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You’re very welcome!!

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Oh! That is incredibly interesting. I love learning things about other places. I wish I could go visit the places in my ancestry and where things like this are local. I am low on all kinds of things, so maybe I can get some another way to use in my practice. I’m either growing or gathering the others that need now.

Thank you so much!

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You’re very welcome, @janelle! :smiling_face_with_three_hearts: Have fun with heather, and feel free to share if you find an exciting new use for it or use heather in a new craft- I’d love to see it! :bouquet::hearts:

I’m glad you found it interesting, @krissie117! :two_hearts: I hope you can do some traveling and maybe spot heather in the wild someday! :herb: I think it’s wonderful you are growing and gathering the things you need- if you ever find yourself longing for an herb that can’t be grown/found in your area, there are some great online shops that will ship it to you! :grin::+1:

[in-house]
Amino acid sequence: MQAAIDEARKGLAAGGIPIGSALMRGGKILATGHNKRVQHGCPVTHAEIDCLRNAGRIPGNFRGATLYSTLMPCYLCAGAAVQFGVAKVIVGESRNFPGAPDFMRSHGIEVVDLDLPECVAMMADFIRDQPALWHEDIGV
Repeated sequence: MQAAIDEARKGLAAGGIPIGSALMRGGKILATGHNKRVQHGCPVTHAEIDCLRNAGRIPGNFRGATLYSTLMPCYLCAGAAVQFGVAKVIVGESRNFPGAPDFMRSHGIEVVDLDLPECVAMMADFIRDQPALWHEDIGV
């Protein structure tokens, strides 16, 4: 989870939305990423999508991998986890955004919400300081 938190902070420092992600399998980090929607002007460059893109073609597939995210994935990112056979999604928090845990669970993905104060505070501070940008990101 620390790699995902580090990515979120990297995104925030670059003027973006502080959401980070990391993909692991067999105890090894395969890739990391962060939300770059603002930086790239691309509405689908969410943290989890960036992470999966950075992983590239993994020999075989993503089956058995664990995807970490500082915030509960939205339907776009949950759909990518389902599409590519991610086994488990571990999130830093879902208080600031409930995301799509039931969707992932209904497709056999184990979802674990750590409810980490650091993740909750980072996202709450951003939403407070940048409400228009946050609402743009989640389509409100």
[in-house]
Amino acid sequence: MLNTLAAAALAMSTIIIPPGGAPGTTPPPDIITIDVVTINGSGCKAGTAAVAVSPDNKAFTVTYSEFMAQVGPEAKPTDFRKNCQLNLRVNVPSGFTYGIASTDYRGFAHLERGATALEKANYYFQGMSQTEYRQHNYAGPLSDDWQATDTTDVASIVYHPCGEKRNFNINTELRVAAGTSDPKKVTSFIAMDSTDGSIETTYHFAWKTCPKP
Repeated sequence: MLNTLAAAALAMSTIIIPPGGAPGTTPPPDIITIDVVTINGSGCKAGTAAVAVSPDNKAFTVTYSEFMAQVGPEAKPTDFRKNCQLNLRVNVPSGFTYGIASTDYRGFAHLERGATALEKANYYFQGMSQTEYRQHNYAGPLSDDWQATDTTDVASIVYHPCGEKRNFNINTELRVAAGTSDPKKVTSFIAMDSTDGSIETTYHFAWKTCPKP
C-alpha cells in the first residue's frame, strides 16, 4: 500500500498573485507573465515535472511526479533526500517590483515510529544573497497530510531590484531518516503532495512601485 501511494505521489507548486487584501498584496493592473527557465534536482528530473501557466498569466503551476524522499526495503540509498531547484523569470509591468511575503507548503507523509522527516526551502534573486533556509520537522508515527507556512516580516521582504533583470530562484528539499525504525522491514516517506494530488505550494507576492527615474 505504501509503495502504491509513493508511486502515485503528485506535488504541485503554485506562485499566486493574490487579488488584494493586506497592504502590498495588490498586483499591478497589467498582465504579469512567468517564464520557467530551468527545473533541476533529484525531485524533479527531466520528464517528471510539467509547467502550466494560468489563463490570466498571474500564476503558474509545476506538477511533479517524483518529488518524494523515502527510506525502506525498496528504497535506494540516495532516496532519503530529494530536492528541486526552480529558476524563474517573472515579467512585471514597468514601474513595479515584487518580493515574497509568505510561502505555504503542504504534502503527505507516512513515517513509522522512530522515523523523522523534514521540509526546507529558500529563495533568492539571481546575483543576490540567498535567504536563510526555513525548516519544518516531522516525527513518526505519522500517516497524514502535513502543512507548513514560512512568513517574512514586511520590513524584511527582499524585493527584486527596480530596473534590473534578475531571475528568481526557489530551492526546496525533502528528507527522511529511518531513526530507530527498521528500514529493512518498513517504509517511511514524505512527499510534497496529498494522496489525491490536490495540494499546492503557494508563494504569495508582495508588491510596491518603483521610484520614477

There may be an herbalist nearby with ingredients for sale or connections with other herb shops in your area. For online shops, I love Mountain Rose Herbs! :bouquet: I imagine there are also some online herb shops that others have tried before listed in the Recommendations category.

Best of luck and happy crafting! :sunflower::two_hearts:

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Thank you Francisco. I appreciate your knowledge. I value your sharing.

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I was exploring a new park yesterday and came across (what I’m pretty sure) is Polish heather! :purple_heart:

Unfortauntely there were a lot of bugs (darn! :mosquito:) so we didn’t linger long enough to investigate- there was a lot of water nearby so the mosquitos were quite bad.

It was a very pretty place and I’m happy to have found some heather nearby! Maybe I’ll go back on a windy day and collect some branches for the apartment :purple_heart: